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This review is from: Three Roads to Quantum Gravity (Science Masters) (Paperback)
I recommend these book most warmly to those who want to understand the relationships between the smallest and largest in the universe
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4.0 out of 5 stars Tough going, but very worthwhile, 26 Sep 2013
By 
Philip Mayo - See all my reviews
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Tough going, but no book on Quantum Theory is ever going to be particularly easy. This is one of the better approaches and one of the more realistic sounding interpretations of the subject that I have read to date. Definitely worth adding to your Quantum collection - but , as I have said in relation to this subject before, the two best books I that have read on Quantum Physics (and they are both excellent) are:
1> "Quantum: A Guide For The Perplexed." by Jim Al-Khalili,
and
2> "Quantum Reality" by Nick Herbert.
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3 of 6 people found the following review helpful
5.0 out of 5 stars Great book!, 24 Jan 2011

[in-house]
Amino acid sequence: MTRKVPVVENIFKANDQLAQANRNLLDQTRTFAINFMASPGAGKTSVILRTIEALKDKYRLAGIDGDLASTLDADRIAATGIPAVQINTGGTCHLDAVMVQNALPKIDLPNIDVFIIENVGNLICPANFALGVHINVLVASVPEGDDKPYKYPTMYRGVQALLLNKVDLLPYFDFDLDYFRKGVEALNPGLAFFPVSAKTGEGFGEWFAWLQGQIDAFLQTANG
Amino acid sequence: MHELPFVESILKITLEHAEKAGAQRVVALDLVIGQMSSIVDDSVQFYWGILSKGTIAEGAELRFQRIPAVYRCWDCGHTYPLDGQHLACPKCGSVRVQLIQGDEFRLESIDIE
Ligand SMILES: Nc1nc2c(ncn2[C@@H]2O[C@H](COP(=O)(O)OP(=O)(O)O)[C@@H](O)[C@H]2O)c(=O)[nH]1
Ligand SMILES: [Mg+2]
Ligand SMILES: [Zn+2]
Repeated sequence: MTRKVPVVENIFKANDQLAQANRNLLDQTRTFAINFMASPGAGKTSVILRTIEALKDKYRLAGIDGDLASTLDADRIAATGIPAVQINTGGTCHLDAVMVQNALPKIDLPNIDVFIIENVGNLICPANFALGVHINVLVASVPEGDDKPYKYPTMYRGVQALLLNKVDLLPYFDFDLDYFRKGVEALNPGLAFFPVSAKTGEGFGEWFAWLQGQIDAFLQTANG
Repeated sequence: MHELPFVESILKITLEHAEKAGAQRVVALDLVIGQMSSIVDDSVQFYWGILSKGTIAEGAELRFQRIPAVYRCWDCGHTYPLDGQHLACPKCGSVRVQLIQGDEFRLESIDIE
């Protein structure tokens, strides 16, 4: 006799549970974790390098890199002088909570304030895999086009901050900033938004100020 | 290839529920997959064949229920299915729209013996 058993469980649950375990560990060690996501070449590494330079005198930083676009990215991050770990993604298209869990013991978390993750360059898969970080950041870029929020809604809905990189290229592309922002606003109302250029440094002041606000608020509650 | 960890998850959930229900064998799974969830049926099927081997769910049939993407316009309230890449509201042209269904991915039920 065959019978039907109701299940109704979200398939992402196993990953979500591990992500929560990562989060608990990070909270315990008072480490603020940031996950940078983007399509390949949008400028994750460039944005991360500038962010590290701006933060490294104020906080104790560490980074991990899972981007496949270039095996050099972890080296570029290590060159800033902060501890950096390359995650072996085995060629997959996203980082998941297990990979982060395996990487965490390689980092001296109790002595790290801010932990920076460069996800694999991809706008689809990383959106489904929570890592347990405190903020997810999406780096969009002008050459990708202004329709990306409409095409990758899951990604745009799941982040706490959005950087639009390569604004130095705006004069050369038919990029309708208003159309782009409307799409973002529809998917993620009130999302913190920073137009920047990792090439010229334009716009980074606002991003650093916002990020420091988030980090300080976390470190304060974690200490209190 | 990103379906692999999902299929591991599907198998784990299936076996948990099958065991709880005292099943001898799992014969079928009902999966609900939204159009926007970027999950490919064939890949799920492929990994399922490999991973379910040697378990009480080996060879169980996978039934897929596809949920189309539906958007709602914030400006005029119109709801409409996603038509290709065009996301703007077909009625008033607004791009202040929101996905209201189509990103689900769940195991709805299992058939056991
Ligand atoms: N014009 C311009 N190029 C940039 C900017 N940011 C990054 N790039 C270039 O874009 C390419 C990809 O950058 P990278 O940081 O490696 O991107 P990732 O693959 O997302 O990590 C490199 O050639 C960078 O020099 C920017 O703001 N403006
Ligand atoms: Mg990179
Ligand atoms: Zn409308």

This review is from: Three Roads to Quantum Gravity (Science Masters) (Paperback)
I think that this is a great book! I have an interest in the subject and for ages I kept reading books that mentioned string theory and other such and I just read ahead thinking that I'd find out later. Now I have! The book starts of easy and it's only when you get halfway through the book when it starts to talk about quantum gravity. Then it gets harder, but if you persevere and take time to understand it all, you can learn a lot.
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0 of 11 people found the following review helpful
3.0 out of 5 stars Quantum Gravity by Lee SMOLIN, 12 Feb 2011
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This review is from: Three Roads to Quantum Gravity (Science Masters) (Paperback)
I do want to know a maximum about GRAVITY and consequently I am looking for books which can help me undertand better this very particular and mysterious force.